The most direct address to failed systems is provided by OMA, the architectural firm founded by Rem Koolhaas, which renovated the exterior of the Design Museum’s new home. Pan-European Living Room presents a blandly refined showroom furnished with iconic design objects from each of the 28 members of the European Union. Sweden is represented by an Ikea bookcase; Italy by a Castiglioni lamp; Britain (a cheap shot, this) by chintzy wallpaper produced by the family company of George Osborne, ex-Chancellor of the Exchequer. Through a set of blinds decked out in the colors of the flags of EU members — Britain’s slat has dropped to the floor — you see a bombed-out vision of Koolhaas’s hometown of Rotterdam, a reminder of the consequences of European disunity.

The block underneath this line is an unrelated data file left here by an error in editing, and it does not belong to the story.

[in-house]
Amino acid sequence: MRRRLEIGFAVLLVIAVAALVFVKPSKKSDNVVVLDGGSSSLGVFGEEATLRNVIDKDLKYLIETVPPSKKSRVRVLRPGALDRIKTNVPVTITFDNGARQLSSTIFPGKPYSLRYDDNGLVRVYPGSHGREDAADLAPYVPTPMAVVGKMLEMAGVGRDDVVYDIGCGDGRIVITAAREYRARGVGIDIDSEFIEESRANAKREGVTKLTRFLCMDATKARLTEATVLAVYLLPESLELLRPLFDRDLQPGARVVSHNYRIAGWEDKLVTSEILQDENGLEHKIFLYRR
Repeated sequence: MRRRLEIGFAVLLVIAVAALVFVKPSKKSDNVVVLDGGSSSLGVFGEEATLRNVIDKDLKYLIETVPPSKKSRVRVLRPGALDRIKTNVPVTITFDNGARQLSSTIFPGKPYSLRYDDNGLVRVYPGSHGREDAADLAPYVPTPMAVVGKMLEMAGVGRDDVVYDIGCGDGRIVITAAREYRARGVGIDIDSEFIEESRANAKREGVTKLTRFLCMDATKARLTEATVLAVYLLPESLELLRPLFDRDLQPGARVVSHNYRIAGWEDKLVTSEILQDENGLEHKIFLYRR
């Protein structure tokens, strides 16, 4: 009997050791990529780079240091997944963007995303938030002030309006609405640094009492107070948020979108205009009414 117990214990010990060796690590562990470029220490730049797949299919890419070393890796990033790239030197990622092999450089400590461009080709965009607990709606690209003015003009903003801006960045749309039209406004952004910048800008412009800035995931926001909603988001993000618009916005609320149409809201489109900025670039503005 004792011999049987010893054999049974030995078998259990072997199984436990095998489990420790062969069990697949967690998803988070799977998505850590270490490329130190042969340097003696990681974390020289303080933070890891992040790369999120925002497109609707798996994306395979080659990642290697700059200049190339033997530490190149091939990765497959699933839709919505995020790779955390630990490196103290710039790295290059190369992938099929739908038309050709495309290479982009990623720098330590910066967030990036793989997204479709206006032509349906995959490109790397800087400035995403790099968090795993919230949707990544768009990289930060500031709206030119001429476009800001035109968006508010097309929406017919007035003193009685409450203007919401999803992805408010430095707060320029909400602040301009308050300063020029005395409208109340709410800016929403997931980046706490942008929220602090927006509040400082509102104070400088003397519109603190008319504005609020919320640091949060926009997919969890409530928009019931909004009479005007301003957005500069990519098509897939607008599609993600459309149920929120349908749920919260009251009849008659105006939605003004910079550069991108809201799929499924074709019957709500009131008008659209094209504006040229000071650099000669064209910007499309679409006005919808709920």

This attempt at agitprop would be lazy under any circumstances, but rankles given that OMA is also the architectural firm responsible for the very same luxury apartment blocks that lie behind the fake windowpane (a neat irony, given that OMA sets so much store by “transparency”). These flats — guide price $11.4 million, less if the pound keeps sliding — cater to the billionaire non-domiciles so enthusiastically welcomed by the same George Osborne, whose exemption from taxation has done much to fuel popular frustration at the failure of political elites to protect their constituents from the deleterious effects of globalization.
The full article appears in Even no. 6, published in spring 2017.